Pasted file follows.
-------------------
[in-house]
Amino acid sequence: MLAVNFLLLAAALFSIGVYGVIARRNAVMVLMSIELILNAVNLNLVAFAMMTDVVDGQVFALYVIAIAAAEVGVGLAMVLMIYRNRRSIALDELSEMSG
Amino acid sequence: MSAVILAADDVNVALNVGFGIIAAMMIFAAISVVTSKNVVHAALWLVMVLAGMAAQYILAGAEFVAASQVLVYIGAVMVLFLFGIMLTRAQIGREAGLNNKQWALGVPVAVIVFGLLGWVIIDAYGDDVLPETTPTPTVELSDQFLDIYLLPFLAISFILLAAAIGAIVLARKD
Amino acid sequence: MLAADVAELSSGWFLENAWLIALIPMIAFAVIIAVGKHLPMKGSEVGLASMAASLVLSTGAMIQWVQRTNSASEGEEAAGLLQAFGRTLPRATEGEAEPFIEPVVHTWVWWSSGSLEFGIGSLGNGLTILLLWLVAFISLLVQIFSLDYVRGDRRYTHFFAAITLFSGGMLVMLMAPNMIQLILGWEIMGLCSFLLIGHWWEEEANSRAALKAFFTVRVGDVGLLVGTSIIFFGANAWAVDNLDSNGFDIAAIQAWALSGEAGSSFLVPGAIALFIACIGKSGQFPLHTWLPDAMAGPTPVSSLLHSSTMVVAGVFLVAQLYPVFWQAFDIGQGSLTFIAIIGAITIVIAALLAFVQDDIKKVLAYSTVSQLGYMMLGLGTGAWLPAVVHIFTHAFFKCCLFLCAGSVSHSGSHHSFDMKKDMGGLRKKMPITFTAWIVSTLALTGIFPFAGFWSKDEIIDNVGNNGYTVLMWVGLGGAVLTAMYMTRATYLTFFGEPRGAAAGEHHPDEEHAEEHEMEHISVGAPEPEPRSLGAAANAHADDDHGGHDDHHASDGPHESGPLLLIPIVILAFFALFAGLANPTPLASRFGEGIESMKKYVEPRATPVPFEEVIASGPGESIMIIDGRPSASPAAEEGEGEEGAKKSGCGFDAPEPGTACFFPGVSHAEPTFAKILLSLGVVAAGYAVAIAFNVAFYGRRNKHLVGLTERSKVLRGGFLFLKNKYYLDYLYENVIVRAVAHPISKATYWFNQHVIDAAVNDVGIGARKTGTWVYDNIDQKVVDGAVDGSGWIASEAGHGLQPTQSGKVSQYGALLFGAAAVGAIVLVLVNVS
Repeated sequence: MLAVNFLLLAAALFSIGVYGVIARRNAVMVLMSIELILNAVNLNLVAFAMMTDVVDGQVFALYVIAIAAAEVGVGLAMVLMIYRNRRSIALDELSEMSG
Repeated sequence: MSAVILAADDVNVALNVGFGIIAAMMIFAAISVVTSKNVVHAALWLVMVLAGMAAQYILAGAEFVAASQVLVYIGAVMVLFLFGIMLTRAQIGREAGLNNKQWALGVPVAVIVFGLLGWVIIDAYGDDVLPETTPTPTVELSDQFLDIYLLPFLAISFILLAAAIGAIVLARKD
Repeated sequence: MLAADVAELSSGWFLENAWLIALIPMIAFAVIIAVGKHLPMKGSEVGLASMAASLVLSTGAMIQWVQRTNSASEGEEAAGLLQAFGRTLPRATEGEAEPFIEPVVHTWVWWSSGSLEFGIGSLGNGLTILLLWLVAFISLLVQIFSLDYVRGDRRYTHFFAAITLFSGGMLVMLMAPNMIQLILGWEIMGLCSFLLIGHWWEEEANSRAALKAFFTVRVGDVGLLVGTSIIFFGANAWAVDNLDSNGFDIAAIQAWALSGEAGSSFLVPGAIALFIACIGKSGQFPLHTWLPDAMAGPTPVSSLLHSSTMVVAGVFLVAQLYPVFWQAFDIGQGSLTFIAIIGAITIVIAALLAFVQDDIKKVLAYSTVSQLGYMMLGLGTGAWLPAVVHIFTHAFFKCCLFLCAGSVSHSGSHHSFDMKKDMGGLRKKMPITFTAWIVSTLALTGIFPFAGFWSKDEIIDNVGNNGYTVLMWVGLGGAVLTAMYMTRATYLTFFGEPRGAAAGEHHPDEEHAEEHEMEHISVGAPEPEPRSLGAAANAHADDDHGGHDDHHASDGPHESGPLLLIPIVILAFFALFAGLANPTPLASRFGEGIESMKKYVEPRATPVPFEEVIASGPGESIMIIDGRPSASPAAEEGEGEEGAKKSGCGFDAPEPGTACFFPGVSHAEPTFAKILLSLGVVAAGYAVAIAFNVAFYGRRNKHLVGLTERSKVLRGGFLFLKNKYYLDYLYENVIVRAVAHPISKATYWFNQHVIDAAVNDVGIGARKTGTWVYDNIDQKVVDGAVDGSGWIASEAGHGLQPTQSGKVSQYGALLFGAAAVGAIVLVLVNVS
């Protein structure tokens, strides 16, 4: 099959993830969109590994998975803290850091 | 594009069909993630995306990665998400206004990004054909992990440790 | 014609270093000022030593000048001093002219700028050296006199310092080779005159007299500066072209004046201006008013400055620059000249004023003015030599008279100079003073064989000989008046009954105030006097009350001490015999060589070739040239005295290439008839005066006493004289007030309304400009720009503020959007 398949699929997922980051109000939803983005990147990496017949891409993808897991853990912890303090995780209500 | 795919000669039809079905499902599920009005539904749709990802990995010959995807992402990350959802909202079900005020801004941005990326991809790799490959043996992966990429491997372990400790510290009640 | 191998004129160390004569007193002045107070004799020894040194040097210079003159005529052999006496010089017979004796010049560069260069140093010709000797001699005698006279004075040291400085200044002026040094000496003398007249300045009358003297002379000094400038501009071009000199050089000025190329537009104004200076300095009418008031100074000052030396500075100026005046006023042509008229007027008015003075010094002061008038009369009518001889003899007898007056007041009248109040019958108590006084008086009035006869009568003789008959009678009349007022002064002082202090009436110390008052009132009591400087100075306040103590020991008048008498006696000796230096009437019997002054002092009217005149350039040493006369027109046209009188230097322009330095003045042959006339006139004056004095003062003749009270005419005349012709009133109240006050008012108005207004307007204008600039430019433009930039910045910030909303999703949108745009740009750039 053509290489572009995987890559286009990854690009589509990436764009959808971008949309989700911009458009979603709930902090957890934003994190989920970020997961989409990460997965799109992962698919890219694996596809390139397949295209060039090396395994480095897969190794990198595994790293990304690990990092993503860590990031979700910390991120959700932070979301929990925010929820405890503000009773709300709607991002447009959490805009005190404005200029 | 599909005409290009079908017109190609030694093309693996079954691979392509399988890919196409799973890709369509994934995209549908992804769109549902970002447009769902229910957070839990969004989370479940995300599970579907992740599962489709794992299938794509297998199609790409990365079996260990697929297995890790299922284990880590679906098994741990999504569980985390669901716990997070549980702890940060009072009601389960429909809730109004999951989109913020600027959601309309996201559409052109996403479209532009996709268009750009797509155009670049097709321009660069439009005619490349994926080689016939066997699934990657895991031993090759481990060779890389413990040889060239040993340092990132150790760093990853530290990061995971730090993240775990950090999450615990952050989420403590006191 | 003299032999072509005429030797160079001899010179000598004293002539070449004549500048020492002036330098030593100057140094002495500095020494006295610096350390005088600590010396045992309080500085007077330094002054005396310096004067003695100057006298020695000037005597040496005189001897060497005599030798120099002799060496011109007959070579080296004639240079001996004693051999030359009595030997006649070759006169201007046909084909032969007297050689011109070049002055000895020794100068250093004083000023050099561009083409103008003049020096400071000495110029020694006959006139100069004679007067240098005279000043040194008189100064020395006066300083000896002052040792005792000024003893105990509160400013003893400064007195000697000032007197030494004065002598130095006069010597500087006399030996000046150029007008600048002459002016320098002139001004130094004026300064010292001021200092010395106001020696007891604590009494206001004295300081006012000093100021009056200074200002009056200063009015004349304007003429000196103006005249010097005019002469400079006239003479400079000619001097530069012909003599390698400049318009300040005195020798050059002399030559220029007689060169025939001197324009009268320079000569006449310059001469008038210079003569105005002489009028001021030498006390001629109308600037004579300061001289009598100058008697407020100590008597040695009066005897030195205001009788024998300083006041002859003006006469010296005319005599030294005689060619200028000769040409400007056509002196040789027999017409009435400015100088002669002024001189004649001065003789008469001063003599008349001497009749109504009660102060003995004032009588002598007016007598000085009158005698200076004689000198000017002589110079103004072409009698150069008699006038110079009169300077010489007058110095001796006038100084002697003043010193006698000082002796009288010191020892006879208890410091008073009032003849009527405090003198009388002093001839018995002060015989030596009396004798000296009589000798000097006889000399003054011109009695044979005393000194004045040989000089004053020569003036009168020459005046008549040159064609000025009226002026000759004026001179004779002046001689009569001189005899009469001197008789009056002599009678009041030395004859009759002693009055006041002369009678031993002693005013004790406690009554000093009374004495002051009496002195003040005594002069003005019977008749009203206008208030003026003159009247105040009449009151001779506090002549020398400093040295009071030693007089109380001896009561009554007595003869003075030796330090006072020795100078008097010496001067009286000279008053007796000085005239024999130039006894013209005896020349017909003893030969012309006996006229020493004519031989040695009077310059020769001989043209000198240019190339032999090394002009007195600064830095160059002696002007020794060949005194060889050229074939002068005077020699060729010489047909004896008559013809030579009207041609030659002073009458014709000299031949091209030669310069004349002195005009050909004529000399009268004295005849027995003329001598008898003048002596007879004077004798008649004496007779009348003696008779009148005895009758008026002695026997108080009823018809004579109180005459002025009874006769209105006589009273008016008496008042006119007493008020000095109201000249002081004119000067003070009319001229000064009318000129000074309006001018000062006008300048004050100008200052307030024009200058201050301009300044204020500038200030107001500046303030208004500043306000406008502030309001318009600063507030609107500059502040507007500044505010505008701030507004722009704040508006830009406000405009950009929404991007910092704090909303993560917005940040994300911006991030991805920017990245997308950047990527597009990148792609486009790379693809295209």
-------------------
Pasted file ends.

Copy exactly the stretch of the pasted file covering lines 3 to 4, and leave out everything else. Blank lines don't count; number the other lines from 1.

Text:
Amino acid sequence: MSAVILAADDVNVALNVGFGIIAAMMIFAAISVVTSKNVVHAALWLVMVLAGMAAQYILAGAEFVAASQVLVYIGAVMVLFLFGIMLTRAQIGREAGLNNKQWALGVPVAVIVFGLLGWVIIDAYGDDVLPETTPTPTVELSDQFLDIYLLPFLAISFILLAAAIGAIVLARKD
Amino acid sequence: MLAADVAELSSGWFLENAWLIALIPMIAFAVIIAVGKHLPMKGSEVGLASMAASLVLSTGAMIQWVQRTNSASEGEEAAGLLQAFGRTLPRATEGEAEPFIEPVVHTWVWWSSGSLEFGIGSLGNGLTILLLWLVAFISLLVQIFSLDYVRGDRRYTHFFAAITLFSGGMLVMLMAPNMIQLILGWEIMGLCSFLLIGHWWEEEANSRAALKAFFTVRVGDVGLLVGTSIIFFGANAWAVDNLDSNGFDIAAIQAWALSGEAGSSFLVPGAIALFIACIGKSGQFPLHTWLPDAMAGPTPVSSLLHSSTMVVAGVFLVAQLYPVFWQAFDIGQGSLTFIAIIGAITIVIAALLAFVQDDIKKVLAYSTVSQLGYMMLGLGTGAWLPAVVHIFTHAFFKCCLFLCAGSVSHSGSHHSFDMKKDMGGLRKKMPITFTAWIVSTLALTGIFPFAGFWSKDEIIDNVGNNGYTVLMWVGLGGAVLTAMYMTRATYLTFFGEPRGAAAGEHHPDEEHAEEHEMEHISVGAPEPEPRSLGAAANAHADDDHGGHDDHHASDGPHESGPLLLIPIVILAFFALFAGLANPTPLASRFGEGIESMKKYVEPRATPVPFEEVIASGPGESIMIIDGRPSASPAAEEGEGEEGAKKSGCGFDAPEPGTACFFPGVSHAEPTFAKILLSLGVVAAGYAVAIAFNVAFYGRRNKHLVGLTERSKVLRGGFLFLKNKYYLDYLYENVIVRAVAHPISKATYWFNQHVIDAAVNDVGIGARKTGTWVYDNIDQKVVDGAVDGSGWIASEAGHGLQPTQSGKVSQYGALLFGAAAVGAIVLVLVNVS